With coronavirus cases rising, Yolo County on Tuesday passed an urgency ordinance giving county code officers the authority to fine businesses up to $10,000 for refusing to comply with state and county safety measures, including not requiring patrons to wear masks and allowing indoor dining.
The ordinance, which goes into effect immediately, is the first such crackdown by a county in the Sacramento region. Cities in Southern California have imposed ordinances with fines in recent days.
“The recent rapid spike … necessitates an increase in enforcement,” Gary Sandy, chair of the county Board of Supervisors, said. The board voted 5-0 Tuesday to set up the fine system.
Fines could range from $250 to $10,000 for businesses, depending on how egregious their actions are deemed by code officers. Fines for individuals would range from $25 to $500.
County spokeswoman Jenny Tan said county officials will strive to educate business owners first, and work with them. But, if the businesses is “willfully non-compliant” and resistant to county efforts, the fine could be imposed.
“Education is the first step and we will try it multiple times with each business,” Tan said. “We are pushing to protect community health. This is another tool in our tool chest, for businesses that just will not comply.”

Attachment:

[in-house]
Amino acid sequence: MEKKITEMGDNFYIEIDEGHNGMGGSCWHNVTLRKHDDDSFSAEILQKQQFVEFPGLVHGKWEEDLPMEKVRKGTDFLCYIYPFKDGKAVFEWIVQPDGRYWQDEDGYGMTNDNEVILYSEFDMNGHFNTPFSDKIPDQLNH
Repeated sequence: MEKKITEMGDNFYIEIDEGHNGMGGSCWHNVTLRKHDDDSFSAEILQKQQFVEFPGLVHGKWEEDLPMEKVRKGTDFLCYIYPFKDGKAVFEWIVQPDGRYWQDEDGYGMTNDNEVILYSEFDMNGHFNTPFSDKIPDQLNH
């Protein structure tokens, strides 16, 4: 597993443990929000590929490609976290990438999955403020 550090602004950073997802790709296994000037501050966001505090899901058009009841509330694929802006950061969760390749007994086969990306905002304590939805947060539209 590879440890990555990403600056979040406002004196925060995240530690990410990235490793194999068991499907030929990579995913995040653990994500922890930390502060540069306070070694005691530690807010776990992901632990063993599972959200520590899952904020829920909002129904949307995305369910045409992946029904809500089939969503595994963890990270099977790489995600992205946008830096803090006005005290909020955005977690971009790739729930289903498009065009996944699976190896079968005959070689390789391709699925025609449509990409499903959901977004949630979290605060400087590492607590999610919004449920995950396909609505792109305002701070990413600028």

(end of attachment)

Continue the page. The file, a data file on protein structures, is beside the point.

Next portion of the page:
Yolo County has been a leader in the region in implementing safety steps during the four-month COVID-19 pandemic. The county was among the first months ago to require people to wear masks in public settings and last week chose to voluntarily halt indoor dining at restaurants. Bars, theaters, bowling alleys and other entertainment venues as well have been ordered closed.
Nevertheless, Yolo has seen its infection numbers and rates increase notably in recent weeks, similar to what is happening throughout the state. The county reported last week it has been hit with its second serious COVID-19 outbreak in a care facility with 10 recent cases at the Alderson Convalescent Hospital in Woodland.
In some cases, Tan said, officials believe the infection is being spread by people and businesses who are defying state and local safety rules, such as opening a restaurant for an indoor party.
“There are some cases where we have talked with a business multiple times and they are still not complying,” Tan said.
The ordinance gives code enforcement officers leeway to make judgment calls on whether to impose a fine, and on what level of fine to impose.
Tan said the county will focus on non-conforming businesses, but reserves the right to issue a fine to an individual. Tan said the county may, for instance, fine someone who is throwing a large party inside their house and refuses to break it up when told to do so.
County officials said they are unlikely to fine a person for not wearing a mask in a store or crowded public place, unless it is an egregious instance of a person willfully refusing to comply with requests from business owners or others to wear a mask.
The ordinance is enforceable by the county within the cities, county officials said.
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